Based on conversations with people involved, I can report that talks between the Met’s leadership and representatives of all three branches of the Sackler family have been ongoing for months. In the announcement on Thursday, the museum made the decision sound like a conscious uncoupling, saying that the Met and the families of Mortimer and Raymond Sackler had “mutually agreed to take this action in order to allow The Met to further its core mission.” The Sacklers, in their own statement, described themselves as “passing the torch to others who might wish to step forward to support the Museum.” The subtext was ironic: fellow-billionaires, prepare your bids. The naming rights to one of the premier public spaces in New York City may once again be up for sale.

Behind the scenes, the museum was also under pressure from a constituency that it could not ignore: artists. This fall, Nan Goldin and her allies prepared a letter to the Met’s board of trustees urging the removal of the Sackler name. The Met “is a public institution dedicated to art, learning and knowledge,” they argued. “Honoring the Sackler name on the walls of the Met erodes the Met’s relationship with artists and the public.” Given the fact that Purdue Pharma has twice pleaded guilty to federal criminal charges, and considering the staggering death toll of the opioid crisis, they suggested, “This is a situation of force majeure.”

Because of Goldin’s prominence in the art world, and the moral vigor of her campaign, she was able to assemble an astounding list of signatories, featuring many of the most significant living artists, among them Ai Weiwei, Laurie Anderson, Maurizio Cattelan, Jim Dine, Jenny Holzer, Arthur Jafa, Anish Kapoor, William Kentridge, Cindy Sherman, Brice Marden, Ed Ruscha, Richard Serra, and Kara Walker. (The full text of the letter and the list of signatories, neither of which has previously been made public, are below.) Torn between these two constituencies—donors and artists—the Met ended up heeding the artists.

By the time I visited the museum on Thursday, shortly after the Met made its announcement, the Sackler name was already almost entirely gone. (It will remain in two galleries named for Arthur Sackler, the eldest of the three brothers, who was a pioneer of many of the deceptive advertising methods used by Purdue to sell OxyContin, but who died before the introduction of the drug.) When I walked up the grand central staircase after entering the museum, I was no longer greeted by the words “The Dr. Mortimer D. and Theresa Sackler Gallery” inscribed in stone above the door leading to the European paintings. The signage announcing the Sackler Wing had also been erased overnight. When I remarked to someone who works at the Met that it must have taken some effort to vanish the name so comprehensively without anyone witnessing the act, he would offer no details, but did note, dryly, that “the museum is closed on Wednesdays.”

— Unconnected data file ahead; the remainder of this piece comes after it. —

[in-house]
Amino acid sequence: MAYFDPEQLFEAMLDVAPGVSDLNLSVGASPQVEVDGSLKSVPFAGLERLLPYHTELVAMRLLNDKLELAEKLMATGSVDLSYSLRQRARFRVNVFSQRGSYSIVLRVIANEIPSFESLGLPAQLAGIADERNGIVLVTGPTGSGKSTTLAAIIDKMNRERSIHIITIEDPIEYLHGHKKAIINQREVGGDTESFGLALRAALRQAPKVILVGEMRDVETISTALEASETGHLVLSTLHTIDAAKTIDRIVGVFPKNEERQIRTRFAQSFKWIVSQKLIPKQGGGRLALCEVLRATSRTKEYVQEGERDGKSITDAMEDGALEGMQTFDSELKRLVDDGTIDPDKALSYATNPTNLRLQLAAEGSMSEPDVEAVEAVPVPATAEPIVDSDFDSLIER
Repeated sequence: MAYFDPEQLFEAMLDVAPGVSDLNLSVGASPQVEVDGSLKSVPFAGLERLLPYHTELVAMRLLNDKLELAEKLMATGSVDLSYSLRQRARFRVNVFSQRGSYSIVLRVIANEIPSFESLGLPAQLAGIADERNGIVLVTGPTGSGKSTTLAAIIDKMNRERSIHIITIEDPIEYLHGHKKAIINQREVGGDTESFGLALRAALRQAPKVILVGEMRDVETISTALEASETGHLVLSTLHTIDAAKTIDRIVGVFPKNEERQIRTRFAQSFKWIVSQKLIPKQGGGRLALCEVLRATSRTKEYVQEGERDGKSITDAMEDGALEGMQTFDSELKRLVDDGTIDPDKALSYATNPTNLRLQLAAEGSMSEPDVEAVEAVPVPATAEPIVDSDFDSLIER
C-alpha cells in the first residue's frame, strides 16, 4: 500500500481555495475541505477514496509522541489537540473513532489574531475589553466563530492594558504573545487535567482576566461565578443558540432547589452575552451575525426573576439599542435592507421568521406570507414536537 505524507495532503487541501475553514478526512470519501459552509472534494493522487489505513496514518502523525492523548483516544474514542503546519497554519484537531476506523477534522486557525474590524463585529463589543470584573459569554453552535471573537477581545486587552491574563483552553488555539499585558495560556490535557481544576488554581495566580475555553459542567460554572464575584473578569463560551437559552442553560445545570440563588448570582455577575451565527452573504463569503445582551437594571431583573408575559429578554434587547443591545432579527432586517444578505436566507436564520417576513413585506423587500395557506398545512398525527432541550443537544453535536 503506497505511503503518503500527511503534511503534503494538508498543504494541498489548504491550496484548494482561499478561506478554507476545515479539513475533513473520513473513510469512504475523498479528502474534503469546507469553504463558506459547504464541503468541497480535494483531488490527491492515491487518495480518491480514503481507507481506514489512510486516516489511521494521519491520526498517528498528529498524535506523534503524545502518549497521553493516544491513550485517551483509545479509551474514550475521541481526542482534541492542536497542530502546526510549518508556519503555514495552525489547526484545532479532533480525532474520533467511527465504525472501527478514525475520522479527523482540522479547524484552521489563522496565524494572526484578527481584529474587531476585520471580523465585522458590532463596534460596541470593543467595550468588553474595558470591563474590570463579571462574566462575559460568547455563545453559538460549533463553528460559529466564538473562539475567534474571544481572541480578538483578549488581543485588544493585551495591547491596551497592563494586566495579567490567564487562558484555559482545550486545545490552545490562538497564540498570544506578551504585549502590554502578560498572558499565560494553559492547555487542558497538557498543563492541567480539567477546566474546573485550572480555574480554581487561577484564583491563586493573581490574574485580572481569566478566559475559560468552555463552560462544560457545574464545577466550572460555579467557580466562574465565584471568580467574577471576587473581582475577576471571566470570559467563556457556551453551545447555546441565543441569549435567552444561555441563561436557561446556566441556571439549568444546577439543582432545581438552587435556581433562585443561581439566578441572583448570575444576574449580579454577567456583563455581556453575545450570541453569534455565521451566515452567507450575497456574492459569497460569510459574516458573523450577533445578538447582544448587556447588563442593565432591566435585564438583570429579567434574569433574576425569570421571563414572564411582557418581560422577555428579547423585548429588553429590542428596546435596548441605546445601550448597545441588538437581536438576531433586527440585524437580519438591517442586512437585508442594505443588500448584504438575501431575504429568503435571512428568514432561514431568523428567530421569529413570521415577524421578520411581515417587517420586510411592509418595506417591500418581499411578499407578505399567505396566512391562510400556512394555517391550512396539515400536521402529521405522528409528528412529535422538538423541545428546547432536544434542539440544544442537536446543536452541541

Before I left the Met, I bumped into Goldin, who had arrived with some of her fellow-protesters from PAIN to celebrate. “I’m not used to processing good news,” she said. Her campaign began nearly four years ago, at this very museum, and, in the interim, she had watched a series of public institutions—the Department of Justice, state prosecutors, a bankruptcy court in White Plains—fail to hold the Sacklers to account. This was a symbolic gesture, to be sure. It wasn’t genuine accountability, not by a long shot, and it certainly wouldn’t bring anyone back to life. But, for a family that has invested so much in burnishing its reputation in the art world, the symbolic renunciation must sting. And, for Goldin, there was a feeling that she could now once again simply enjoy the museum’s hallowed halls, undistracted by a name that has the whiff of death. “I’m just so grateful to the Met,” she said. “It’s wonderful. I feel vindicated.”